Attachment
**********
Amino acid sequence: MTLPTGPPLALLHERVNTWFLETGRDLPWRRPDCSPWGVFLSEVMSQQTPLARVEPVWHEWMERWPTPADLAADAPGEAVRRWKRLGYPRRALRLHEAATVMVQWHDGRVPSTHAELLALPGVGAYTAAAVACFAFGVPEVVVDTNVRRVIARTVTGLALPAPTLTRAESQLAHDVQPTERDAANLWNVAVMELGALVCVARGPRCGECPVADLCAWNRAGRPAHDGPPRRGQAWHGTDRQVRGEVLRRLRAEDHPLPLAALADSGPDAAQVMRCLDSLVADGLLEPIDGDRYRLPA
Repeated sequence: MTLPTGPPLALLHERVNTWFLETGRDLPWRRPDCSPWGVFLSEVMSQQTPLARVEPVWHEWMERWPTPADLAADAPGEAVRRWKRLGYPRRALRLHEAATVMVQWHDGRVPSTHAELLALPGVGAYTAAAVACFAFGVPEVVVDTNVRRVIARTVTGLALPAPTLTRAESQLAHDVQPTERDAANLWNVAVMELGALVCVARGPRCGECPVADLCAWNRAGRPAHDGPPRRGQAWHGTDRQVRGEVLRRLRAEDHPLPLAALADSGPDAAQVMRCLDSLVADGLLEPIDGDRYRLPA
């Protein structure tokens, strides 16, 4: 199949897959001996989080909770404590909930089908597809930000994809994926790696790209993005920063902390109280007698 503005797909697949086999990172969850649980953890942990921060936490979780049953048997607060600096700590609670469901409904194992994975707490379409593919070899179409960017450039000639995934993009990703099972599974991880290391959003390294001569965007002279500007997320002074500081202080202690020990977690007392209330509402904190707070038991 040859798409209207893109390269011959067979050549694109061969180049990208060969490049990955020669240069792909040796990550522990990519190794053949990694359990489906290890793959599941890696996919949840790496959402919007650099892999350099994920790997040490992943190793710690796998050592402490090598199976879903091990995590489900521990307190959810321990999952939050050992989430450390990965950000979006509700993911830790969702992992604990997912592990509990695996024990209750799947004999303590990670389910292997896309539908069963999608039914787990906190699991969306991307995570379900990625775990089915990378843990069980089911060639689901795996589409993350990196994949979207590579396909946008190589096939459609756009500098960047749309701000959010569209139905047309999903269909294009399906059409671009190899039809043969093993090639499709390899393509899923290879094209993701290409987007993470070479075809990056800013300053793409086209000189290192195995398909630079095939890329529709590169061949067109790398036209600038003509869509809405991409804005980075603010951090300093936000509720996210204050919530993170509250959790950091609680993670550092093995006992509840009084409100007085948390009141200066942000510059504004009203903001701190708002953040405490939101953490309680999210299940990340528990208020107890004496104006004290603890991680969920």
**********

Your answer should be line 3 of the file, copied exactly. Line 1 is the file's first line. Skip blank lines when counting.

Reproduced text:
């Protein structure tokens, strides 16, 4: 199949897959001996989080909770404590909930089908597809930000994809994926790696790209993005920063902390109280007698 503005797909697949086999990172969850649980953890942990921060936490979780049953048997607060600096700590609670469901409904194992994975707490379409593919070899179409960017450039000639995934993009990703099972599974991880290391959003390294001569965007002279500007997320002074500081202080202690020990977690007392209330509402904190707070038991 040859798409209207893109390269011959067979050549694109061969180049990208060969490049990955020669240069792909040796990550522990990519190794053949990694359990489906290890793959599941890696996919949840790496959402919007650099892999350099994920790997040490992943190793710690796998050592402490090598199976879903091990995590489900521990307190959810321990999952939050050992989430450390990965950000979006509700993911830790969702992992604990997912592990509990695996024990209750799947004999303590990670389910292997896309539908069963999608039914787990906190699991969306991307995570379900990625775990089915990378843990069980089911060639689901795996589409993350990196994949979207590579396909946008190589096939459609756009500098960047749309701000959010569209139905047309999903269909294009399906059409671009190899039809043969093993090639499709390899393509899923290879094209993701290409987007993470070479075809990056800013300053793409086209000189290192195995398909630079095939890329529709590169061949067109790398036209600038003509869509809405991409804005980075603010951090300093936000509720996210204050919530993170509250959790950091609680993670550092093995006992509840009084409100007085948390009141200066942000510059504004009203903001701190708002953040405490939101953490309680999210299940990340528990208020107890004496104006004290603890991680969920």